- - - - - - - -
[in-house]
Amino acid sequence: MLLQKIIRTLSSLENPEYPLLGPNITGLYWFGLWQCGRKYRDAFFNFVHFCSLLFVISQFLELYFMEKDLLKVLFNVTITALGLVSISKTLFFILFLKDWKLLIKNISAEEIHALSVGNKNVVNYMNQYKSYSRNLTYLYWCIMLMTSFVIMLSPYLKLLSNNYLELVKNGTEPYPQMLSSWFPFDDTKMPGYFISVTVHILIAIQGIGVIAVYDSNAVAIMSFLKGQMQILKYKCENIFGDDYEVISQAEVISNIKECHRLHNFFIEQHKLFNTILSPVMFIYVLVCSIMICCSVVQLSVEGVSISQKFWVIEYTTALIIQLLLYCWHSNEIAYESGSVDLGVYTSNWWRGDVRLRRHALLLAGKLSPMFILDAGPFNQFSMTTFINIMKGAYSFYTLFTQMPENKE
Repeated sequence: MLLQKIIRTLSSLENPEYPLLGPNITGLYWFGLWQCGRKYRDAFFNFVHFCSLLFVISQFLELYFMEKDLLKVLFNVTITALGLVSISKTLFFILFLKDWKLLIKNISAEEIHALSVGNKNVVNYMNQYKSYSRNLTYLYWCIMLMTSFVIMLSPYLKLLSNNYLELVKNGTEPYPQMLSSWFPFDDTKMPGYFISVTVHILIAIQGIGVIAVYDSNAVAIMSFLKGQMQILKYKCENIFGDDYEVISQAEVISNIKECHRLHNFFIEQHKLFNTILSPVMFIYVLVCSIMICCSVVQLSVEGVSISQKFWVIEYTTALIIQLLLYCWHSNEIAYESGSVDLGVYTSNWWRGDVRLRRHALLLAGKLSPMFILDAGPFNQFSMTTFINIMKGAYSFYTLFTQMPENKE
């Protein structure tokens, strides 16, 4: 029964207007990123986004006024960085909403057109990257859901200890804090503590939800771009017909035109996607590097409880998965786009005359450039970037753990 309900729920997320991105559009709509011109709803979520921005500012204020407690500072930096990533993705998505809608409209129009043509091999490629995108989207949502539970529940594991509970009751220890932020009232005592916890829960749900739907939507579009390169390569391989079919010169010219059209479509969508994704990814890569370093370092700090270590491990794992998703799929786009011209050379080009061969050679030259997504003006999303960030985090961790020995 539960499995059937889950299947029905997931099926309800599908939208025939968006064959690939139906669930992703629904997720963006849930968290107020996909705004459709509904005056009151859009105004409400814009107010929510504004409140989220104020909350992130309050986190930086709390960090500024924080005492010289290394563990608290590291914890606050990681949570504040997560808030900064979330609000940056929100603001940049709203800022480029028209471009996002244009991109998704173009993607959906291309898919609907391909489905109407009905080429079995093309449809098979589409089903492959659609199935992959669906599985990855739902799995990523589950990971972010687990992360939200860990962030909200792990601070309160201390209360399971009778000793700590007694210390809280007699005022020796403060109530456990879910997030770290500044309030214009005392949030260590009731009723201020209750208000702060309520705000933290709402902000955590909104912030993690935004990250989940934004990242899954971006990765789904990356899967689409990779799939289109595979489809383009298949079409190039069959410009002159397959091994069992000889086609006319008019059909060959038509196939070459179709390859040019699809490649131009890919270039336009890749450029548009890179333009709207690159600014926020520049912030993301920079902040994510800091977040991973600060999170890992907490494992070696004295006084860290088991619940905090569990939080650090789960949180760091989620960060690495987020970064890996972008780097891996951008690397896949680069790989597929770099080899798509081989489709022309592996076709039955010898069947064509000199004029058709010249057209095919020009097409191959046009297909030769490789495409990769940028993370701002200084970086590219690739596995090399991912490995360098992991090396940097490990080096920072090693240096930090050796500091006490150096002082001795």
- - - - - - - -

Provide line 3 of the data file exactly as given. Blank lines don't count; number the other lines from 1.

Repeated sequence: MLLQKIIRTLSSLENPEYPLLGPNITGLYWFGLWQCGRKYRDAFFNFVHFCSLLFVISQFLELYFMEKDLLKVLFNVTITALGLVSISKTLFFILFLKDWKLLIKNISAEEIHALSVGNKNVVNYMNQYKSYSRNLTYLYWCIMLMTSFVIMLSPYLKLLSNNYLELVKNGTEPYPQMLSSWFPFDDTKMPGYFISVTVHILIAIQGIGVIAVYDSNAVAIMSFLKGQMQILKYKCENIFGDDYEVISQAEVISNIKECHRLHNFFIEQHKLFNTILSPVMFIYVLVCSIMICCSVVQLSVEGVSISQKFWVIEYTTALIIQLLLYCWHSNEIAYESGSVDLGVYTSNWWRGDVRLRRHALLLAGKLSPMFILDAGPFNQFSMTTFINIMKGAYSFYTLFTQMPENKE